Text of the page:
Action Figures Set Cubicle Apart

In This Section

Vol 37 Issue 12

Abandoned Mall Retains Eerie Vestiges Of Fun Shopping Atmosphere

ROSEVILLE, MN–The silent hull of Northlands Mall disquieted Erik Sandvig Monday, when the local man gazed through the locked glass doors of what was, in happier times, "Roseville's One-Stop Shopping Fun Zone." "Man, it's really creepy," Sandvig said of the once-thriving mall's mausoleum-like stillness. "There's the Sam Goody where you could get all the hottest new releases. And right next door is the Foot Locker that had all your favorite gear from Nike and Adidas." His nostalgic longing satisfied, Sandvig walked on, leaving the ghosts of former fun-seeking shoppers to roam the aisles undisturbed.

Tenants Feel Guilty Asking Elderly Maintenance Man To Fix Anything

BOSTON–Tenants in the apartment building at 437 Market St. reported Monday that they experience a gnawing feeling of guilt every time they ask Hank Hudson, the 82-year-old maintenance man, to repair anything. "The other day, my sink was clogged and, at first, I was going to ask Hank to fix it," Apt. 4B tenant Julie Winters said Monday. "Then I remembered the time he repaired the furnace and coughed for weeks afterwards. In the end, I just bought a snake and did it myself."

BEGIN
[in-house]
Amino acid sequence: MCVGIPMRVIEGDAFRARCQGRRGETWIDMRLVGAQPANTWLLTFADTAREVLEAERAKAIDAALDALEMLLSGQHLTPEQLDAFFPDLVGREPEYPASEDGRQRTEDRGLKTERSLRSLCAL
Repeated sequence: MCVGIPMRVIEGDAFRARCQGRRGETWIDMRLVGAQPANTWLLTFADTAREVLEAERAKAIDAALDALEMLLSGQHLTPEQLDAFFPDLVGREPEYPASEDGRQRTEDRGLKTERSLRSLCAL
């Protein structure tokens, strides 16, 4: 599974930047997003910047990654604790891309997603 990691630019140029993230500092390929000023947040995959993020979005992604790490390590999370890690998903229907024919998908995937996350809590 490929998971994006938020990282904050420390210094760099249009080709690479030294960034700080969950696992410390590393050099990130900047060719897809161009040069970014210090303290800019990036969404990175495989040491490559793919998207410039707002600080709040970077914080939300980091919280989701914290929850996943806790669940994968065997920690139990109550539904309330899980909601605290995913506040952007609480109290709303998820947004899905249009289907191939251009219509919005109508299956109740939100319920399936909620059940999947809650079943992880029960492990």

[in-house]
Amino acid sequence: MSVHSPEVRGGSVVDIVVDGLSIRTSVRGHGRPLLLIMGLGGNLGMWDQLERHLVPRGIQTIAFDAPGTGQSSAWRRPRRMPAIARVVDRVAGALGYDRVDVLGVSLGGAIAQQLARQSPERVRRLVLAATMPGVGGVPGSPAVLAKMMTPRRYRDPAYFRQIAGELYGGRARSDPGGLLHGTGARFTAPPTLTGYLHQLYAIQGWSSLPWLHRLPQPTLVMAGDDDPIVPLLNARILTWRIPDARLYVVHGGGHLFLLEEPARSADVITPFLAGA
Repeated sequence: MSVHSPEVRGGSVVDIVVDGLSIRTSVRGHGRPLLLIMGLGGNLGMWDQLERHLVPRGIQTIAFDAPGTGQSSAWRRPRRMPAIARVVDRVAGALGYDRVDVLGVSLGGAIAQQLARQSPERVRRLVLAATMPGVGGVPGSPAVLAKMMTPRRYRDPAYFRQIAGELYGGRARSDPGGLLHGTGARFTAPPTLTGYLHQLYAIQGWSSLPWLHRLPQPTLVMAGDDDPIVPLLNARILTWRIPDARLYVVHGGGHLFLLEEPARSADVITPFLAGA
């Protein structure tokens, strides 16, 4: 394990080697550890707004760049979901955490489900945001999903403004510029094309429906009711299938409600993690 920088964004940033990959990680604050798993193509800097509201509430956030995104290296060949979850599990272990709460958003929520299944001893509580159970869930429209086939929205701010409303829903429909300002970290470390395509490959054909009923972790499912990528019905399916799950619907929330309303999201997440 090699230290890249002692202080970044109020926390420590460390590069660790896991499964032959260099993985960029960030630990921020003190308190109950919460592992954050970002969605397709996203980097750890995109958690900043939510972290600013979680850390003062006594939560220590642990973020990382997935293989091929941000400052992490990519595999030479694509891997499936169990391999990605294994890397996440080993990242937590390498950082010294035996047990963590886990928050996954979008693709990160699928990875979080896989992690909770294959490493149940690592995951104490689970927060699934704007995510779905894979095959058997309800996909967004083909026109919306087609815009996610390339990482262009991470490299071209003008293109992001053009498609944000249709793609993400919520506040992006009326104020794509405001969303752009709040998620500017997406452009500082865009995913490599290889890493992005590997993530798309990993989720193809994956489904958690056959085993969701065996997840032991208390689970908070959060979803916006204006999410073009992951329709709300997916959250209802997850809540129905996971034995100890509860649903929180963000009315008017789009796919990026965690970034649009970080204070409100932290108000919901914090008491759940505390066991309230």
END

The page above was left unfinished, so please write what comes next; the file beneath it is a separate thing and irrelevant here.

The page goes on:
Oscar Countdown 2002 Begins

HOLLYWOOD, CA–With just 50 weeks to go before the big event, the buzz surrounding the 2002 Academy Awards is beginning to build. "Will Tom Hanks turn in a performance that completes his Oscar hat trick? Will Pearl Harbor be the night's big winner, assuming it's a film of artistic merit?" Rebecca Ascher-Walsh wrote in Entertainment Weekly's "Oscar '02 Preview!" double issue, which hit newsstands Tuesday. "These are some of the questions sure to be answered in just 341 days." Ascher-Walsh said Entertainment Weekly will run exclusive photos of the Versace gown to be worn by the radiant newcomer who will nab a Best Actress nomination for her surprise, star-making turn "the very moment" she becomes known.

Citizens To Vote On Young Or Old Reagan For $15 Bill

WASHINGTON, DC–On the heels of the Ronald Reagan Airport and U.S.S. Ronald Reagan aircraft carrier, citizens can now vote for one of two portraits of the former president to adorn the U.S. Mint's upcoming $15 bill. "Choose either the young, General Electric Theater-era Reagan or the older, second-term-president Reagan," U.S Mint Deputy Director John Mitchell said Monday. Citizens may cast ballots at any FDIC-member bank. All voters will receive a commemorative LeRoy Neiman poster of Reagan delivering his 1981 inaugural address.